A third, lesser-known proposal by Kinder Morgan would utilize the right-of-way of the Trans-Mountain pipeline from Edmonton to British Columbia, also for the purpose of exporting tar sands oil to Asia. The Kinder Morgan Proposal alone would increase tanker vessel traffic from five tankers per month (60 per year) to up to 34 tankers per month (408 tankers per year). These increased tanker transits would significantly increase the risk of a major oil spill in the waters surrounding the San Juan and Gulf islands in the Salish Sea.
These proposed new projects would transport a type of crude oil known as “dilbit,” short for “diluted bitumen.” This thick, biologically degraded and sticky petroleum product must be infused with lighter fuels, or condensates from natural gas, naphtha, or a mix of other light hydrocarbons, in order to transport it through the pipeline. Current oil spill technology is based on crude oil. The fate and effects of a dilbit spill is an emerging science. It is unclear whether Washington state and the U.S. Coast Guard are prepared to fund dilbit oversight and spill prevention measures.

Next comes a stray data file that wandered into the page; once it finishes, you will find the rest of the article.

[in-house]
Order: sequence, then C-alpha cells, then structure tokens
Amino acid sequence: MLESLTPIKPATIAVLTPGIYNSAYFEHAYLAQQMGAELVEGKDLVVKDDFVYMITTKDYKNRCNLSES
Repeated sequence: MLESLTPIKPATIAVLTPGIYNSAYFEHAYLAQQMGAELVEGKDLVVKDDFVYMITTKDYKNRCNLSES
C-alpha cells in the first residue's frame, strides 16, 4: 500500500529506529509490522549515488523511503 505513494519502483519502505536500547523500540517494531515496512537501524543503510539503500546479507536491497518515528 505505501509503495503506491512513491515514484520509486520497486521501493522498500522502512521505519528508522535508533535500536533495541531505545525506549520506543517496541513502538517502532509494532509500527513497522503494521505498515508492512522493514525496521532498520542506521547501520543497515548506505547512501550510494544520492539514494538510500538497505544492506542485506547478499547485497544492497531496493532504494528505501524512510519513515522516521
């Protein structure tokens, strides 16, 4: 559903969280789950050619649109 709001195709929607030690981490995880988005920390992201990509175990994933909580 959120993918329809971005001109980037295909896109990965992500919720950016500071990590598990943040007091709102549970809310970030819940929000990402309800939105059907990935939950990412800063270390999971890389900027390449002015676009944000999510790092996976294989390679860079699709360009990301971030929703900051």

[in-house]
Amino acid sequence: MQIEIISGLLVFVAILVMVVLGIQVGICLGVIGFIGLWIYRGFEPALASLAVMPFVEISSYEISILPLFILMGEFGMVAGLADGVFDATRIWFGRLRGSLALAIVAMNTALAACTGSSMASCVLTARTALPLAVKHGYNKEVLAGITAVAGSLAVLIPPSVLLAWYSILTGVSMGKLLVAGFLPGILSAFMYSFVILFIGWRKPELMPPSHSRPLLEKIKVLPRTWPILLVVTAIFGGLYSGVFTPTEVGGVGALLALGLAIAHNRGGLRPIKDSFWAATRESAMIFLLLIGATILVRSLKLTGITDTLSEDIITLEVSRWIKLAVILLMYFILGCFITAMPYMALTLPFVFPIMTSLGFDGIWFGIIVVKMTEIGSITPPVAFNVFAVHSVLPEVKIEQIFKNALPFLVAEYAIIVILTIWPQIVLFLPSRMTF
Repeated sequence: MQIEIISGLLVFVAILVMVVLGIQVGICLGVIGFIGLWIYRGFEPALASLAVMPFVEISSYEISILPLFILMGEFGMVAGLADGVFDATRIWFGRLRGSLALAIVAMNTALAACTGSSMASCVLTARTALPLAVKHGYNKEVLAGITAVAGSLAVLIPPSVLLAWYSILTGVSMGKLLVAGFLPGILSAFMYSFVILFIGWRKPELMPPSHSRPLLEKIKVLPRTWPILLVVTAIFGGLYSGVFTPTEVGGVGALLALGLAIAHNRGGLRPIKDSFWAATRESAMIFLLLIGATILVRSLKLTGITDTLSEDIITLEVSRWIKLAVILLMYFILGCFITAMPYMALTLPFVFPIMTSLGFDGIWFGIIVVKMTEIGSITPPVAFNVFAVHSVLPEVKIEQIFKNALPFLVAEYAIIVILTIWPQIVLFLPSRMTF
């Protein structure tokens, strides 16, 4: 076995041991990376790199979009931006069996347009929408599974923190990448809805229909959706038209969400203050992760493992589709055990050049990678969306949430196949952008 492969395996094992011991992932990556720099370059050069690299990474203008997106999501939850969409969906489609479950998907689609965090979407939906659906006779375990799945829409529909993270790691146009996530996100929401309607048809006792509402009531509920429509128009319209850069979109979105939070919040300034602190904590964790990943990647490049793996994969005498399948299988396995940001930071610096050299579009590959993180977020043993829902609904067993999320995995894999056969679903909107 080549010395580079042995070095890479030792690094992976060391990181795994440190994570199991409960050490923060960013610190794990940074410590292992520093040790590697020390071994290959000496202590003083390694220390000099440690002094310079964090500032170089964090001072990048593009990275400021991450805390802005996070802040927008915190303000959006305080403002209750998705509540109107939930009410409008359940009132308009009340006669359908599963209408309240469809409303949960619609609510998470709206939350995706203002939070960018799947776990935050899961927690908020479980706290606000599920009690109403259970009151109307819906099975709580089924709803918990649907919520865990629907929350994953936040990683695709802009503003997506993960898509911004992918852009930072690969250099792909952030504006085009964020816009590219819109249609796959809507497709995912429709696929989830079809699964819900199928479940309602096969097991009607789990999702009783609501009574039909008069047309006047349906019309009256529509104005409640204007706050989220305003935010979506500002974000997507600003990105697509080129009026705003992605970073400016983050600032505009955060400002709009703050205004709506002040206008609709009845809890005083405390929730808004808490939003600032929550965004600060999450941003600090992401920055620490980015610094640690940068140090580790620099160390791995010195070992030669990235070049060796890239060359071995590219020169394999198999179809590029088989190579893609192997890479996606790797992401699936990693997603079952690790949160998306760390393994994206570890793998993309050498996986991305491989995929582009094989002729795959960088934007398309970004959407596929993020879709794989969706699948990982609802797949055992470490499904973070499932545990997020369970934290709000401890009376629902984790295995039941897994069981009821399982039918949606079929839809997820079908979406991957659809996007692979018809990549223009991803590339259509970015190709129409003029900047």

If a major spill were to happen, would there be sufficient resources to adequately respond, contain, and clean up a spill of the magnitude of the Exxon Valdez? How would the private and publicly owned shorelines get completely cleaned up? Would dispersants be used? Who would pay for the cleanup and what assurances does the public have that funds are available to cover the full cost of the cleanup and the economic, environmental, and health impacts that would be the result of a major spill?
These questions have not yet been answered by public agencies charged with reviewing proposals in our area. In Prince William Sound, promises outlined in legislation and contingency plans weren’t enough to keep a fully loaded tanker from grounding on a charted reef, nor to effectively clean up the spill. As we look to the future of the Salish Sea, it should be with a wary eye to the past. We would do well to consider how one wrong turn by a supertanker could forever change our lives, livelihoods, and the quality of our environment.
Angela Day is a doctoral candidate in the department of political science at the University of Washington. Day’s book “Red Light to Starboard: Recalling the Exxon Valdez Disaster” was published by the Washington State University Press in February 2014.
Stephanie Buffum, MPA/MURP, University of Oregon, is the executive director of Friends of the San Juans, a nonprofit organization based out of Friday Harbor. Friends of the San Juans is hosting events around the San Juans to commemorate the 25th anniversary of the Exxon Valdez oil spill. Event information can be found at
Story tags » Environmental IssuesPuget Sound